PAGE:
SIR NICHOLAS LOFTUS, of Fethard, who married twice, and had several children, all of whom died issueless, when the estates descended to his brother,

HENRY LOFTUS, of Loftus Hall, who married twice and was succeeded, in 1716, by his elder son,

NICHOLAS LOFTUS, MP for County Wexford, who was elevated to the peerage as Baron Loftus, of Loftus Hall, in 1751.

His lordship was sworn of the privy council in 1753; nominated Governor of County Wexford, and advanced to a viscountcy, as Viscount Loftus, of Ely, in 1756.

He married firstly Anne, 2nd daughter of William, Viscount Duncannon, by whom he had issue,
NICHOLAS, his successor;
HENRY, succeeded as 4th Viscount Loftus;
Mary; Anne; Elizabeth.
His lordship wedded secondly, Letitia, daughter of Sir John Rowley, knight, by whom he had no issue.

He died in 1763, and was succeeded by his elder son, 

NICHOLAS, 2nd Viscount, who was advanced to the dignity of Earl of Ely in 1766.

He married Mary, eldest daughter and heir of Sir Gustavus Hume Bt, of Castle Hume, County Fermanagh; and dying in 1766, was succeeded by his only son,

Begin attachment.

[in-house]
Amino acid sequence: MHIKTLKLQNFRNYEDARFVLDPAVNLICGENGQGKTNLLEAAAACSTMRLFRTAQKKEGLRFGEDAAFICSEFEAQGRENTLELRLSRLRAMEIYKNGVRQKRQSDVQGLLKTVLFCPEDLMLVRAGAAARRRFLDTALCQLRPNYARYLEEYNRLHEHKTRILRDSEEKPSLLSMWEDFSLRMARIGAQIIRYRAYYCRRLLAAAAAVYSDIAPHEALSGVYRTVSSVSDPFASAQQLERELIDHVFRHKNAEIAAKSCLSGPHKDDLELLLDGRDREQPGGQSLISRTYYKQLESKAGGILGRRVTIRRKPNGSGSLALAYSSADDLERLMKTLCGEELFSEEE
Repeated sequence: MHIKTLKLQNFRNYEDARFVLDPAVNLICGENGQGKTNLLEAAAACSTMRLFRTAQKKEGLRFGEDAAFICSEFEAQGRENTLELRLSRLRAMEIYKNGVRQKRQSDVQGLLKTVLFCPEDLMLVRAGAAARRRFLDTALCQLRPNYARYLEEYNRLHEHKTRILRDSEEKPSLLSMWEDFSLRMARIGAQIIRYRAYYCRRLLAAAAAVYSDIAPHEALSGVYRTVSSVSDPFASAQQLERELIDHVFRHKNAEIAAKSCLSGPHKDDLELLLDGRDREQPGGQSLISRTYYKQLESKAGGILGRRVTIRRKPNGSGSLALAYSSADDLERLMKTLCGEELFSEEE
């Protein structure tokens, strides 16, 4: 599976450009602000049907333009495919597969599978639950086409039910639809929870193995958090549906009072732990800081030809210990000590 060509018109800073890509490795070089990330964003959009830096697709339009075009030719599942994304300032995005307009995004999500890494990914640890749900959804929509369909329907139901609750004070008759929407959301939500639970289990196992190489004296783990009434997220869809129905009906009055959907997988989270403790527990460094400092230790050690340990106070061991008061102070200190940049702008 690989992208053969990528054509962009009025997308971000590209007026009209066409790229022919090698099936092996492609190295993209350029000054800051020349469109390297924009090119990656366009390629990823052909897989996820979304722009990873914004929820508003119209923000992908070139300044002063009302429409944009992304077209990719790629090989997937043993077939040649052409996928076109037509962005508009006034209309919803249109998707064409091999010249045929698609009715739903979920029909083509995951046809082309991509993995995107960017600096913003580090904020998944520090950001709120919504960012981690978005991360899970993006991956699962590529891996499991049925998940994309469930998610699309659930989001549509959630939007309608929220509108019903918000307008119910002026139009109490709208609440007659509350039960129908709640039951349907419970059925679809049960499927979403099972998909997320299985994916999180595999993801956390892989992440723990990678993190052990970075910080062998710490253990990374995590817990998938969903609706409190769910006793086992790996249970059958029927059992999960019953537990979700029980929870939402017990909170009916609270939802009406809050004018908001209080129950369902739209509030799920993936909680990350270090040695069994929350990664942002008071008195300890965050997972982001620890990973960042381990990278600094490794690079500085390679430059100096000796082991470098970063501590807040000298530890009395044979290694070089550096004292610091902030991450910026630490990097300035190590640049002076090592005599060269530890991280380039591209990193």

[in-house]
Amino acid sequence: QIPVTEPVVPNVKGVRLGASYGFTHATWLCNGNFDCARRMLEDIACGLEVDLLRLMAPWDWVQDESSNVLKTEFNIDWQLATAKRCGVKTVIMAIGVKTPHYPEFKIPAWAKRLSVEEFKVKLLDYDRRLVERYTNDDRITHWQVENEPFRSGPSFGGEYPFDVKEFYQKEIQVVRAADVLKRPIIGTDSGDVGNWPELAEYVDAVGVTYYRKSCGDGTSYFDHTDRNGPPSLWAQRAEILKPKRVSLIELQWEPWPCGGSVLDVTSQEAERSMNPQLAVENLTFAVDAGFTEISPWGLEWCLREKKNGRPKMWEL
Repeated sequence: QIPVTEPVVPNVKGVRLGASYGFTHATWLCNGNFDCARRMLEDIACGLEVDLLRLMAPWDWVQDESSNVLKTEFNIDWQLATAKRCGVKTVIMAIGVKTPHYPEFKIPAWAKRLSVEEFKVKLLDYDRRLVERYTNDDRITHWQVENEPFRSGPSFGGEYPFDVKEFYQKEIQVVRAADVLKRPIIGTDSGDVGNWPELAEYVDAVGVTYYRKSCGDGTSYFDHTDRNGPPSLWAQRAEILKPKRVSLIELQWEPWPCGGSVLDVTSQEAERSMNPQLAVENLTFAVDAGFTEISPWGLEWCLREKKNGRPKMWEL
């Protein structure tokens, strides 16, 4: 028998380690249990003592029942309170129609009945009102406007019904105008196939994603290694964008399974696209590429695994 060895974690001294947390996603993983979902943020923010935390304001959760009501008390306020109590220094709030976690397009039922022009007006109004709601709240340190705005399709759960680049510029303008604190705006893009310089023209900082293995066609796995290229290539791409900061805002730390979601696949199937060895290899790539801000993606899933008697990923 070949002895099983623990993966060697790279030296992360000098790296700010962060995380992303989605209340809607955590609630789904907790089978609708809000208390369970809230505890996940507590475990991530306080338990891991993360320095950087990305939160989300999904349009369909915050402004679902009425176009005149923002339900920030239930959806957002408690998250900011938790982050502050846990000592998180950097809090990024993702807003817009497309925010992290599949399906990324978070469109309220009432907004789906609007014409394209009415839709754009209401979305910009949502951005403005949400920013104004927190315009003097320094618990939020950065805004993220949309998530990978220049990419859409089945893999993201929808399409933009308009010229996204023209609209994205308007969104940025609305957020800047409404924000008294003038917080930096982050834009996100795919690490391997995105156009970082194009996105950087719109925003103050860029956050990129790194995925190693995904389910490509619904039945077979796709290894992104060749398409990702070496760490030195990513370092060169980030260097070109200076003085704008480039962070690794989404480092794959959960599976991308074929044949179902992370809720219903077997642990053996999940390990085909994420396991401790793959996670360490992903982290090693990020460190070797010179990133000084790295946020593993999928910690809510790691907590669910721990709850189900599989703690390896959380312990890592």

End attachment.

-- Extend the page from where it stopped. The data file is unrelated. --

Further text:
NICHOLAS, 2nd Earl, who died unmarried, in 1769, when the earldom expired, and the viscountcy and barony reverted to his uncle,

THE HON HENRY LOFTUS, as 4th Viscount, born in 1709.

His lordship was advanced to an earldom, in 1771, as Earl of Ely; and installed a Knight Founder of the Most Illustrious of St Patrick, 1783.

Lord Loftus married twice, though died without issue, in 1783, when the titles became extinct; while the estates devolved upon his nephew, 

THE RT HON CHARLES TOTTENHAM, who then assumed the surname and arms of LOFTUS, and was created, in two years afterwards, Baron Loftus, of Loftus Hall.

His lordship was advanced to a viscountcy, in 1789, as Viscount Loftus; and Earl of Ely in 1794.

He was further advanced, to the dignity of a marquessate, in 1800, as MARQUESS OF ELY.
His lordship was postmaster-general of Ireland in 1789; privy counsellor; Knight of St Patrick; governor of Wexford; governor of Fermanagh; colonel, the Wexford Militia.